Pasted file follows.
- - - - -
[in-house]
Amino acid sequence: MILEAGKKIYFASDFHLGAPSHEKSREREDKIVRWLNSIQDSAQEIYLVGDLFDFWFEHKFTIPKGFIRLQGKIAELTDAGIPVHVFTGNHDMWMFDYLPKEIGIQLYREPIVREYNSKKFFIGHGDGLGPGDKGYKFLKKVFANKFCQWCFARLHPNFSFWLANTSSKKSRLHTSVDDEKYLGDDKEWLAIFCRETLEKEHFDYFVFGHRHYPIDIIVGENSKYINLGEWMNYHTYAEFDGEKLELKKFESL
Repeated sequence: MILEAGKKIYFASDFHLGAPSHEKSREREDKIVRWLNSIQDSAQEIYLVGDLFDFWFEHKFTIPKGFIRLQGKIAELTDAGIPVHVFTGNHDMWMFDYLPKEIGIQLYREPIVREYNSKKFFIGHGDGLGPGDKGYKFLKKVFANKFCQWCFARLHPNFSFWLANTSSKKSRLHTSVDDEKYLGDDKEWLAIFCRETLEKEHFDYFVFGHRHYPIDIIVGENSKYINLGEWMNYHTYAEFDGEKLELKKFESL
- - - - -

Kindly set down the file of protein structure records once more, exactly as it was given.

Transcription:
[in-house]
Amino acid sequence: MILEAGKKIYFASDFHLGAPSHEKSREREDKIVRWLNSIQDSAQEIYLVGDLFDFWFEHKFTIPKGFIRLQGKIAELTDAGIPVHVFTGNHDMWMFDYLPKEIGIQLYREPIVREYNSKKFFIGHGDGLGPGDKGYKFLKKVFANKFCQWCFARLHPNFSFWLANTSSKKSRLHTSVDDEKYLGDDKEWLAIFCRETLEKEHFDYFVFGHRHYPIDIIVGENSKYINLGEWMNYHTYAEFDGEKLELKKFESL
Repeated sequence: MILEAGKKIYFASDFHLGAPSHEKSREREDKIVRWLNSIQDSAQEIYLVGDLFDFWFEHKFTIPKGFIRLQGKIAELTDAGIPVHVFTGNHDMWMFDYLPKEIGIQLYREPIVREYNSKKFFIGHGDGLGPGDKGYKFLKKVFANKFCQWCFARLHPNFSFWLANTSSKKSRLHTSVDDEKYLGDDKEWLAIFCRETLEKEHFDYFVFGHRHYPIDIIVGENSKYINLGEWMNYHTYAEFDGEKLELKKFESL